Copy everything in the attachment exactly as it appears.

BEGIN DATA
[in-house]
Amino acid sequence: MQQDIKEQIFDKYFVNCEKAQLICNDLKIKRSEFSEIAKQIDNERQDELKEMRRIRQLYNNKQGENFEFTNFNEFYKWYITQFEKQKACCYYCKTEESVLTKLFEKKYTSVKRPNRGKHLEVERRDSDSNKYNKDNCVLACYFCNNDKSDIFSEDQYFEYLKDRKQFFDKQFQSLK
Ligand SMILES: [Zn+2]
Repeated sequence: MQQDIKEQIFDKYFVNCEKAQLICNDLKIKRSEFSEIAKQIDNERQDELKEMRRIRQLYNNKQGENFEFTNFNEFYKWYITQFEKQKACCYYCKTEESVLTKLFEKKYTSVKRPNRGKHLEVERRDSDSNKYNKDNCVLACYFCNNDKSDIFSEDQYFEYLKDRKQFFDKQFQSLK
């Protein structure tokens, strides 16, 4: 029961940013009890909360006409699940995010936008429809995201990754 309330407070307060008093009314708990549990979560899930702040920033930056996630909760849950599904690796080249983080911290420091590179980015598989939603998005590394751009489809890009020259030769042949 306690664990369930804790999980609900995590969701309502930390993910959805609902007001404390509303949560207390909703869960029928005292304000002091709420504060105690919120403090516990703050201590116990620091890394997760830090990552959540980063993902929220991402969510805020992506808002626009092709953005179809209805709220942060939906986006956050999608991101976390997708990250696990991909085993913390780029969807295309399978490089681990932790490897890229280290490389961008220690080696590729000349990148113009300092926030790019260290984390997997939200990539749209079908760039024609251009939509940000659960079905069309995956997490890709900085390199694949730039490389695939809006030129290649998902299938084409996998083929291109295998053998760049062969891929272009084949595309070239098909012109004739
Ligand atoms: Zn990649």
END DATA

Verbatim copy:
[in-house]
Amino acid sequence: MQQDIKEQIFDKYFVNCEKAQLICNDLKIKRSEFSEIAKQIDNERQDELKEMRRIRQLYNNKQGENFEFTNFNEFYKWYITQFEKQKACCYYCKTEESVLTKLFEKKYTSVKRPNRGKHLEVERRDSDSNKYNKDNCVLACYFCNNDKSDIFSEDQYFEYLKDRKQFFDKQFQSLK
Ligand SMILES: [Zn+2]
Repeated sequence: MQQDIKEQIFDKYFVNCEKAQLICNDLKIKRSEFSEIAKQIDNERQDELKEMRRIRQLYNNKQGENFEFTNFNEFYKWYITQFEKQKACCYYCKTEESVLTKLFEKKYTSVKRPNRGKHLEVERRDSDSNKYNKDNCVLACYFCNNDKSDIFSEDQYFEYLKDRKQFFDKQFQSLK
């Protein structure tokens, strides 16, 4: 029961940013009890909360006409699940995010936008429809995201990754 309330407070307060008093009314708990549990979560899930702040920033930056996630909760849950599904690796080249983080911290420091590179980015598989939603998005590394751009489809890009020259030769042949 306690664990369930804790999980609900995590969701309502930390993910959805609902007001404390509303949560207390909703869960029928005292304000002091709420504060105690919120403090516990703050201590116990620091890394997760830090990552959540980063993902929220991402969510805020992506808002626009092709953005179809209805709220942060939906986006956050999608991101976390997708990250696990991909085993913390780029969807295309399978490089681990932790490897890229280290490389961008220690080696590729000349990148113009300092926030790019260290984390997997939200990539749209079908760039024609251009939509940000659960079905069309995956997490890709900085390199694949730039490389695939809006030129290649998902299938084409996998083929291109295998053998760049062969891929272009084949595309070239098909012109004739
Ligand atoms: Zn990649």